Archive

Posts Tagged ‘color’

Image Processing – Pixel Color Replacement

September 28, 2011 3 comments

Some buddies has mailed me asking about replacing a pixel color by another.

For sample, of what I’ve done, this is how it looks.

Image - The Original

Image - The Original

The next one replaces all the 0xFFFFFFFF pixel into 0xFF0B0C0D color:

Image - The Replaced

Image - The Replaced

Not so beautiful, well, I’ve just picked random color….lol..

This is what I’ve done for it.

package pete.android.study;

import android.graphics.Bitmap;

public class ImageProcessor {
	Bitmap mImage;
	boolean mIsError = false;

	public ImageProcessor(final Bitmap image) {
		mImage = image.copy(image.getConfig(), image.isMutable());
		if(mImage == null) {
			mIsError = true;
		}
	}

	public boolean isError() {
		return mIsError;
	}

	public void setImage(final Bitmap image) {
		mImage = image.copy(image.getConfig(), image.isMutable());
		if(mImage == null) {
			mIsError = true;
		} else {
			mIsError = false;
		}
	}

	public Bitmap getImage() {
		if(mImage == null){
			return null;
		}
		return mImage.copy(mImage.getConfig(), mImage.isMutable());
	}

	public void free() {
		if(mImage != null && !mImage.isRecycled()) {
			mImage.recycle();
			mImage = null;
		}
	}

	public Bitmap replaceColor(int fromColor, int targetColor) {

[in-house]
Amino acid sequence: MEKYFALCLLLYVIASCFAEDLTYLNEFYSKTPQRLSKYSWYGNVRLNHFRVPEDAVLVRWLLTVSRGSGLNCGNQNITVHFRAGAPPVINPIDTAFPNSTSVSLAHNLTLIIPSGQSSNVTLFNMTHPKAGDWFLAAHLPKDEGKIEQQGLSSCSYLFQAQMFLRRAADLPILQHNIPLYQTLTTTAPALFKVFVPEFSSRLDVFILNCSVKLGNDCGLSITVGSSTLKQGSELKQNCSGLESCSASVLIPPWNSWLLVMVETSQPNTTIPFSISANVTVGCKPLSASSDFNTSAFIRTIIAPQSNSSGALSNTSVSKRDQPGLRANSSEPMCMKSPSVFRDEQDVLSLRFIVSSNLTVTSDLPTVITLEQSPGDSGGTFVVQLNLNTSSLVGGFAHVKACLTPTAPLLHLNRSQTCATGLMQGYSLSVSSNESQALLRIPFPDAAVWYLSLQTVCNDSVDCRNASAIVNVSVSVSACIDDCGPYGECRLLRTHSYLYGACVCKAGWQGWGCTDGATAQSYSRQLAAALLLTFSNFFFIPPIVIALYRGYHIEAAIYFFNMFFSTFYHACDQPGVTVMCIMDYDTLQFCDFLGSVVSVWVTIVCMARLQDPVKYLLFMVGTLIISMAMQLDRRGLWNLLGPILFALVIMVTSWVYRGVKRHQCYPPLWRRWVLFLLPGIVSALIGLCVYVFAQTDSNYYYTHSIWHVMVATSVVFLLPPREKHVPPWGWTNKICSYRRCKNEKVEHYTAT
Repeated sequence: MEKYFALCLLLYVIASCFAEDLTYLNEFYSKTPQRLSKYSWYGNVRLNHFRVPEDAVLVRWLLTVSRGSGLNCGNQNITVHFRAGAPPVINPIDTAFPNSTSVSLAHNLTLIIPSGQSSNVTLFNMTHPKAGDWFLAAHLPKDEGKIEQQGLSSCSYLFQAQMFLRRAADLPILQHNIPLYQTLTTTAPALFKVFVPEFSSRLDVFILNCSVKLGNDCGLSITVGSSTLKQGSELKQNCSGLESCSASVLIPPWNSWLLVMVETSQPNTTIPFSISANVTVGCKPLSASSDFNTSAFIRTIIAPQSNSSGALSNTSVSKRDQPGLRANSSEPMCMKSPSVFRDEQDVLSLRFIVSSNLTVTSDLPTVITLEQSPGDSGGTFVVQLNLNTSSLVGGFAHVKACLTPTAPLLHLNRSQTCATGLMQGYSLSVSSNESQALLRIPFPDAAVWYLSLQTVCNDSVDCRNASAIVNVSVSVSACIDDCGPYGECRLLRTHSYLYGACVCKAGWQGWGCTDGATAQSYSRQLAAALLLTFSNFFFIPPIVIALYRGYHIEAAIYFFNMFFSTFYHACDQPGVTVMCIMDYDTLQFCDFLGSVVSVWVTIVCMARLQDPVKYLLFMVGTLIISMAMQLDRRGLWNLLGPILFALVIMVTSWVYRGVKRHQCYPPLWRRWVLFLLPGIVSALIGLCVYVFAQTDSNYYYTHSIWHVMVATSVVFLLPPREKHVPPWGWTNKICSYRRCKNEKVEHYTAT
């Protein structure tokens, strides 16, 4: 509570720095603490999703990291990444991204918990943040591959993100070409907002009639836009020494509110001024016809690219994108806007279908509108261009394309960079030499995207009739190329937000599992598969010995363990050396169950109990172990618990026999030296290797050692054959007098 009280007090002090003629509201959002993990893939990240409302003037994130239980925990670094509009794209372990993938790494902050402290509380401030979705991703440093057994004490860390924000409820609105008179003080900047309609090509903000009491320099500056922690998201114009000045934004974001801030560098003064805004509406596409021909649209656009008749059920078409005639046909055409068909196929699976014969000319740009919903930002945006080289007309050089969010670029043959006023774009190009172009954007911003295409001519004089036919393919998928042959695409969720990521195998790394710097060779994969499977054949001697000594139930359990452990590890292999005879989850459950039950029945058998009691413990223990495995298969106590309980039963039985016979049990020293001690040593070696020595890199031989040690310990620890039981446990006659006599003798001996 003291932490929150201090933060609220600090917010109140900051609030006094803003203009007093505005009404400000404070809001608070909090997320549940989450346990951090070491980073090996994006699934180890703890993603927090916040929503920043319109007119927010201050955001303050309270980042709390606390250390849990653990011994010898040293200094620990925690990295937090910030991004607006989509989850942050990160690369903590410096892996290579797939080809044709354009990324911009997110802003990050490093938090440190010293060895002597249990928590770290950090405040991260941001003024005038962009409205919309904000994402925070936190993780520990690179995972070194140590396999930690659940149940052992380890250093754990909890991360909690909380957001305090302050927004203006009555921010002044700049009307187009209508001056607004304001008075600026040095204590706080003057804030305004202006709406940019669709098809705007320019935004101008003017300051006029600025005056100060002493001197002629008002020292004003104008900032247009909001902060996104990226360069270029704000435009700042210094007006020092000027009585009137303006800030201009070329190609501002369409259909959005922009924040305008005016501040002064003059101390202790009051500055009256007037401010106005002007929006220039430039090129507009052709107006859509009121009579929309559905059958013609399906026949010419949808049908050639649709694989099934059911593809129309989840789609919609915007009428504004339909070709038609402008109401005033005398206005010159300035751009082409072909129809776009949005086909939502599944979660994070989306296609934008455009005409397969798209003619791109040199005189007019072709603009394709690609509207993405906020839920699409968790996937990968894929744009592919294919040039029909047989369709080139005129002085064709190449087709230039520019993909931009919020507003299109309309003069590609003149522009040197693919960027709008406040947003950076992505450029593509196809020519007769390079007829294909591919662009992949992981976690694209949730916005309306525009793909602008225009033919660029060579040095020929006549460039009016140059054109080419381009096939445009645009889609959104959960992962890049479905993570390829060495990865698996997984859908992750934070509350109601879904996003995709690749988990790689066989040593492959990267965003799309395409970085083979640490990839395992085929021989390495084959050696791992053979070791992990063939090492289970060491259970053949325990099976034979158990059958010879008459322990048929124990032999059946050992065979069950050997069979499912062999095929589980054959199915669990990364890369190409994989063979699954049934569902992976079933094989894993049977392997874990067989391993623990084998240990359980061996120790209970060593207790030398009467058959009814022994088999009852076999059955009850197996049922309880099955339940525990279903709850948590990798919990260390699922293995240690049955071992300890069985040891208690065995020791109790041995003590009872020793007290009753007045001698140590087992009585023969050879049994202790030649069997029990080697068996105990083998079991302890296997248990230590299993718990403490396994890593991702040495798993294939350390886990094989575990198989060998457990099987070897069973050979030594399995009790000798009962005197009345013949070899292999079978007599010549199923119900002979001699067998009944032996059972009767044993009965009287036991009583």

if(mImage == null) {
			return null;
		}

		int width = mImage.getWidth();
		int height = mImage.getHeight();
		int[] pixels = new int[width * height];
		mImage.getPixels(pixels, 0, width, 0, 0, width, height);

		for(int x = 0; x < pixels.length; ++x) {
			pixels[x] = (pixels[x] == fromColor) ? targetColor : pixels[x];
		}

		Bitmap newImage = Bitmap.createBitmap(width, height, mImage.getConfig());
		newImage.setPixels(pixels, 0, width, 0, 0, width, height);

		return newImage;
	}
}

Guess you already knew the basic concepts of image processing in all of my previous articles.
Hope you get something cool from it!

Cheers,
Pete Houston

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Categories: Tutorials Tags: , , , ,

Colorizing the Title Bar

September 20, 2011 2 comments

It’s very interesting if we can do some customizing over title bar on screen, like this:

Colorizing Title Bar

Colorizing Title Bar

Here the tricks:

package pete.android.study;

import android.app.Activity;
import android.graphics.Color;
import android.os.Bundle;